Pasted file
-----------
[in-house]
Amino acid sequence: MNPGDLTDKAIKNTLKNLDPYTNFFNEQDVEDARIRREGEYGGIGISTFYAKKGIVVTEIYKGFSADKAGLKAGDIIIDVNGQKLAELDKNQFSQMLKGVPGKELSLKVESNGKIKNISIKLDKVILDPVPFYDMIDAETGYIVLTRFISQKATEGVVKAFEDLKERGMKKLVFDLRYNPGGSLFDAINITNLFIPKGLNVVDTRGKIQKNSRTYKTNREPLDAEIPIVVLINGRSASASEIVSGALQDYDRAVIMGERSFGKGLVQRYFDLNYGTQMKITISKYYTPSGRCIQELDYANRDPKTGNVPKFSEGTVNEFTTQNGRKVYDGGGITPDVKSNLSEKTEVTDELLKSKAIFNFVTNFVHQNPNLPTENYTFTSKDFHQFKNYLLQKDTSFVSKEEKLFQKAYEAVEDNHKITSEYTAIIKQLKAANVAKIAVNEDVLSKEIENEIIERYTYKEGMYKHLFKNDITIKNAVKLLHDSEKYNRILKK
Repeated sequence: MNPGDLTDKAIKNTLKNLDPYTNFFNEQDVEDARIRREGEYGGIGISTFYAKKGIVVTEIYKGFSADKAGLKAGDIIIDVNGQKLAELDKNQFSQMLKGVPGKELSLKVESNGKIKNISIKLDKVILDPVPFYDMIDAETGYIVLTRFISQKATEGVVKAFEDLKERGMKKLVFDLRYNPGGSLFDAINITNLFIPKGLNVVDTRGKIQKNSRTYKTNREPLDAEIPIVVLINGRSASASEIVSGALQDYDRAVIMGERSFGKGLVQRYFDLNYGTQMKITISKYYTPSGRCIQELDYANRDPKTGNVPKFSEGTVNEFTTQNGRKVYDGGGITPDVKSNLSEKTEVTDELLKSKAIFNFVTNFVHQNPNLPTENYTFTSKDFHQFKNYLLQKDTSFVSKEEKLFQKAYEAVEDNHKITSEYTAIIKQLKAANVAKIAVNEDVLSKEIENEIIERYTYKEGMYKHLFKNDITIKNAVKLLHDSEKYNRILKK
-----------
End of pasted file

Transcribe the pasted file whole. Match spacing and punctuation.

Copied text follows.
[in-house]
Amino acid sequence: MNPGDLTDKAIKNTLKNLDPYTNFFNEQDVEDARIRREGEYGGIGISTFYAKKGIVVTEIYKGFSADKAGLKAGDIIIDVNGQKLAELDKNQFSQMLKGVPGKELSLKVESNGKIKNISIKLDKVILDPVPFYDMIDAETGYIVLTRFISQKATEGVVKAFEDLKERGMKKLVFDLRYNPGGSLFDAINITNLFIPKGLNVVDTRGKIQKNSRTYKTNREPLDAEIPIVVLINGRSASASEIVSGALQDYDRAVIMGERSFGKGLVQRYFDLNYGTQMKITISKYYTPSGRCIQELDYANRDPKTGNVPKFSEGTVNEFTTQNGRKVYDGGGITPDVKSNLSEKTEVTDELLKSKAIFNFVTNFVHQNPNLPTENYTFTSKDFHQFKNYLLQKDTSFVSKEEKLFQKAYEAVEDNHKITSEYTAIIKQLKAANVAKIAVNEDVLSKEIENEIIERYTYKEGMYKHLFKNDITIKNAVKLLHDSEKYNRILKK
Repeated sequence: MNPGDLTDKAIKNTLKNLDPYTNFFNEQDVEDARIRREGEYGGIGISTFYAKKGIVVTEIYKGFSADKAGLKAGDIIIDVNGQKLAELDKNQFSQMLKGVPGKELSLKVESNGKIKNISIKLDKVILDPVPFYDMIDAETGYIVLTRFISQKATEGVVKAFEDLKERGMKKLVFDLRYNPGGSLFDAINITNLFIPKGLNVVDTRGKIQKNSRTYKTNREPLDAEIPIVVLINGRSASASEIVSGALQDYDRAVIMGERSFGKGLVQRYFDLNYGTQMKITISKYYTPSGRCIQELDYANRDPKTGNVPKFSEGTVNEFTTQNGRKVYDGGGITPDVKSNLSEKTEVTDELLKSKAIFNFVTNFVHQNPNLPTENYTFTSKDFHQFKNYLLQKDTSFVSKEEKLFQKAYEAVEDNHKITSEYTAIIKQLKAANVAKIAVNEDVLSKEIENEIIERYTYKEGMYKHLFKNDITIKNAVKLLHDSEKYNRILKK